Introduction to Logic

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Introduction to Logic
The Principles and Practice of
Reasoning
Orientation Session
 Roster and Adds

If space permits, I will add at the end of
class today
 Review of Handouts and Course
Website
 My comments and your questions about
the content of this course
While the Roster is Called…
 We have one text (described in the
Course Description), but will also be
using a website – more on that later
 This is a skills-oriented class. Assigned
or not – plan on using all exercise
opportunities you can access (text and
website).
Using the Syllabus
All chapters and sections are from Hurley’s A Concise
Introduction to Logic (10th Edition)
Come prepared to discuss assigned
chapter/sections during the indicated weeks.
It’s easy to forget assignment due dates, especially for
the online homeworks.
Create some system for yourself that will keep you
on track.
Assignments and Grading
 Homeworks are completed and submitted
online
 Quizzes are taken and submitted in class
 Classwork is completed and submitted in class
 A Portfolio is compiled during the semester and
is due in June.
Course Portfolio
Think of this as an ongoing record of your work in this
course.
The portfolio will cover three modules – the basics of logic,
propositional logic and categorical logic.
It may be submitted electronically (Powerpoint or other
web-enabled presentation project) or physically (set of
printed pages)
Course Policies
There is no extra credit. Instead, I will drop your lowest quiz and
homework grades.
Lateness:
No late classwork
Late homeworks (done online) are penalized 10% for each day
late.
Only one makeup quiz will be offered to those who miss a quiz for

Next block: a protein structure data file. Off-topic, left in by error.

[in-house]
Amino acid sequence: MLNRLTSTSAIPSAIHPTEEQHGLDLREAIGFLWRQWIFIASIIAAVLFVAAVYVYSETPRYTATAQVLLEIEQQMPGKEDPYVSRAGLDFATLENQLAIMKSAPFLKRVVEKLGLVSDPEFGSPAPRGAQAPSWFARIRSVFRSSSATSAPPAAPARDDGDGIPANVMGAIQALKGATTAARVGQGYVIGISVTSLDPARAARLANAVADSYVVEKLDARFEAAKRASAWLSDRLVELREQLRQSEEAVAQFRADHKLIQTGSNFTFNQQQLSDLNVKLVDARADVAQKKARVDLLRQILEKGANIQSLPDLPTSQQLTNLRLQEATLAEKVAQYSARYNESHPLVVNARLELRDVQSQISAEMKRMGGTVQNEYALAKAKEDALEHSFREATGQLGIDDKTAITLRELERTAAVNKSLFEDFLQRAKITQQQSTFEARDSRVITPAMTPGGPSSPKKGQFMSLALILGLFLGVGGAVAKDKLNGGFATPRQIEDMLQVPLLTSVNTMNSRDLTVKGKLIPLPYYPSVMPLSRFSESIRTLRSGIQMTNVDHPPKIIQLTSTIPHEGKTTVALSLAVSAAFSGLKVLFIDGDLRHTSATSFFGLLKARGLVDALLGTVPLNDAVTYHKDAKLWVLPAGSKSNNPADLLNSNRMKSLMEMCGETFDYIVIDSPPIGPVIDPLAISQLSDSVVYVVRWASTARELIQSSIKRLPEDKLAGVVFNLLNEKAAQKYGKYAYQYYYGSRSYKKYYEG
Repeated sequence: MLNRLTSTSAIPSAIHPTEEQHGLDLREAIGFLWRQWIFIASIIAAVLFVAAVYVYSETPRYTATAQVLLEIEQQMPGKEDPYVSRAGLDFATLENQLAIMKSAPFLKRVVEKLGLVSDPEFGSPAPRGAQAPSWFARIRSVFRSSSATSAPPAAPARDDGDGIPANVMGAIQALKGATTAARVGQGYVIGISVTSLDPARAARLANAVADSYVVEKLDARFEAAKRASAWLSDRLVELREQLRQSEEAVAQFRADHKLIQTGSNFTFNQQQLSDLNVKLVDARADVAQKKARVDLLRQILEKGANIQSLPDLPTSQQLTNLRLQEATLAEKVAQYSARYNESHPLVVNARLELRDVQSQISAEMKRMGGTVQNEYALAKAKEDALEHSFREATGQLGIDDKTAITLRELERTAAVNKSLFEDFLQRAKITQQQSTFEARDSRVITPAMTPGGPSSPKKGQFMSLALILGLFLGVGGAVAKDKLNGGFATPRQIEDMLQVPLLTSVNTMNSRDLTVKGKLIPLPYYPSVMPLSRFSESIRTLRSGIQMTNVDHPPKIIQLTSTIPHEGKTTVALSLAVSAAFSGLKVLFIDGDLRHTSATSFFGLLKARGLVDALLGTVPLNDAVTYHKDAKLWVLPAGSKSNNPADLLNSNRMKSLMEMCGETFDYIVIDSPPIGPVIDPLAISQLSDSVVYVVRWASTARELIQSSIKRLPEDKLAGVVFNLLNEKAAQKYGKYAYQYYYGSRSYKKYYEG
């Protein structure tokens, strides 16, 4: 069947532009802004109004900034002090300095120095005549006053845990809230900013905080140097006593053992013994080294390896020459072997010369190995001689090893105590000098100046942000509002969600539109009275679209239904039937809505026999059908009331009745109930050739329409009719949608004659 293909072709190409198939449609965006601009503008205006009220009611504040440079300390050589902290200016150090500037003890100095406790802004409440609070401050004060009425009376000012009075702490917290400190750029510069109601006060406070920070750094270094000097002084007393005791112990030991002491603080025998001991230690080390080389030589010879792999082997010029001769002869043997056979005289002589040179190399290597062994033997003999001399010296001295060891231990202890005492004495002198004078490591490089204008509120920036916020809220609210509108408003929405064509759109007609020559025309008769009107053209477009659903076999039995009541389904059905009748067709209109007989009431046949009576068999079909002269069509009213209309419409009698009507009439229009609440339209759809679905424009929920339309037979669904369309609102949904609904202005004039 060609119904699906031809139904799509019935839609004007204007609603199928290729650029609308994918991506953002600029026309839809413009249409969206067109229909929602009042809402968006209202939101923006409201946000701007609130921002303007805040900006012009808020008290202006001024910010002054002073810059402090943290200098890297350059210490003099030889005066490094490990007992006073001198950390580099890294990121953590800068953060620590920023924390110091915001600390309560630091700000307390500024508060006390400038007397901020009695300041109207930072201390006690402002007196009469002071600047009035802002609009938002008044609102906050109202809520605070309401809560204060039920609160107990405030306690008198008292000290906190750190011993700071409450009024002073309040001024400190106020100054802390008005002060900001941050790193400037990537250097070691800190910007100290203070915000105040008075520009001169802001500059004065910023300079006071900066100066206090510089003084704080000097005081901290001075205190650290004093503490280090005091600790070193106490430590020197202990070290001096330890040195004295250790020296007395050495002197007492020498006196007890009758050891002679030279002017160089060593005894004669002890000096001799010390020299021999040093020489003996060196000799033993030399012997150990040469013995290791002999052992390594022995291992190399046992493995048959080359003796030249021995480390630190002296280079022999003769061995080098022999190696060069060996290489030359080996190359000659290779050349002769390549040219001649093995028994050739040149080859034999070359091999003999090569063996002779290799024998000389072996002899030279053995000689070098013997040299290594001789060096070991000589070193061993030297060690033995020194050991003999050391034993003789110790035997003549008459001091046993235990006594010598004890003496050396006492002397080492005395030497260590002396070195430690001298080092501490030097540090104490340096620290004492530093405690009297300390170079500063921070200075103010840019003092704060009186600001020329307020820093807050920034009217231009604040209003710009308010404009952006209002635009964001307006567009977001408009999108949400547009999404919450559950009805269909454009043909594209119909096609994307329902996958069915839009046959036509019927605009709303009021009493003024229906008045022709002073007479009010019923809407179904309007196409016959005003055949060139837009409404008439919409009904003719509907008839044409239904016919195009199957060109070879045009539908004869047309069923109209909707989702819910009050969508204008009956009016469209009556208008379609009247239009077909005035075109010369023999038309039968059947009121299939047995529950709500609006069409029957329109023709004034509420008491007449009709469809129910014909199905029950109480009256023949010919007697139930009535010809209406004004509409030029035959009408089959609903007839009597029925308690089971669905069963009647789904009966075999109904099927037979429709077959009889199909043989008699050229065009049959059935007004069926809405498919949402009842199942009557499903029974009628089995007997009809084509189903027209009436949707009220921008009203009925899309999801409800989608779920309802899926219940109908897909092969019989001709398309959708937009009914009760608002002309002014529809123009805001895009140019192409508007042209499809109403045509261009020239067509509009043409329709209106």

documented reasons.
Course Content
 Hey, we all argue, right?
 The Argument Clinic
Logic deals with a different kind of
argument…
Logical Arguments
 Reasoning is the process of moving
toward conclusions on the basis of clear,
compelling and relevant supportive
statements.
 In much of logic, attention focuses on
how we draw conclusions from
statements, not on the truth of those
statements.
Discussion: Two Arguments
 Those who oppose
same-sex marriage are
simply Neanderthals.
 Everybody knows
same-sex marriage is a
threat to society.
 So, same-sex
marriages should be
allowed.
 Opposition to same-sex
marriage relies on
constitutionally suspect
reasoning.
 There is no clear
evidence that same-sex
marriage is a threat to
society.
 So, same-sex marriage
should be allowed.
Another Argument
 Any law or policy that limits constitutionally
protected freedoms is unacceptable.
 Laws against same-sex marriage limit
constitutionally protected freedoms.
 Support for this claim?
 So, laws against same-sex marriage are
unacceptable.
Your Resources
 You will have plenty of help


Classes, of course!
Professor accessibility
 [email protected]
213B – MW, 12 – 1 pm
Online (instant email) – W, 4 – 5 pm
 SOCS
 Website sign-up:

http://1pass.thomson.com/1pass/
Go to www.thomsonedu.com/login.
Click "Create My Account“.
Online Registration
 Your site for registration is:
http://www.thomsonedu.com/login
 Your case-sensitive Course Access
Code is:
E-2KYCK5637H3HS
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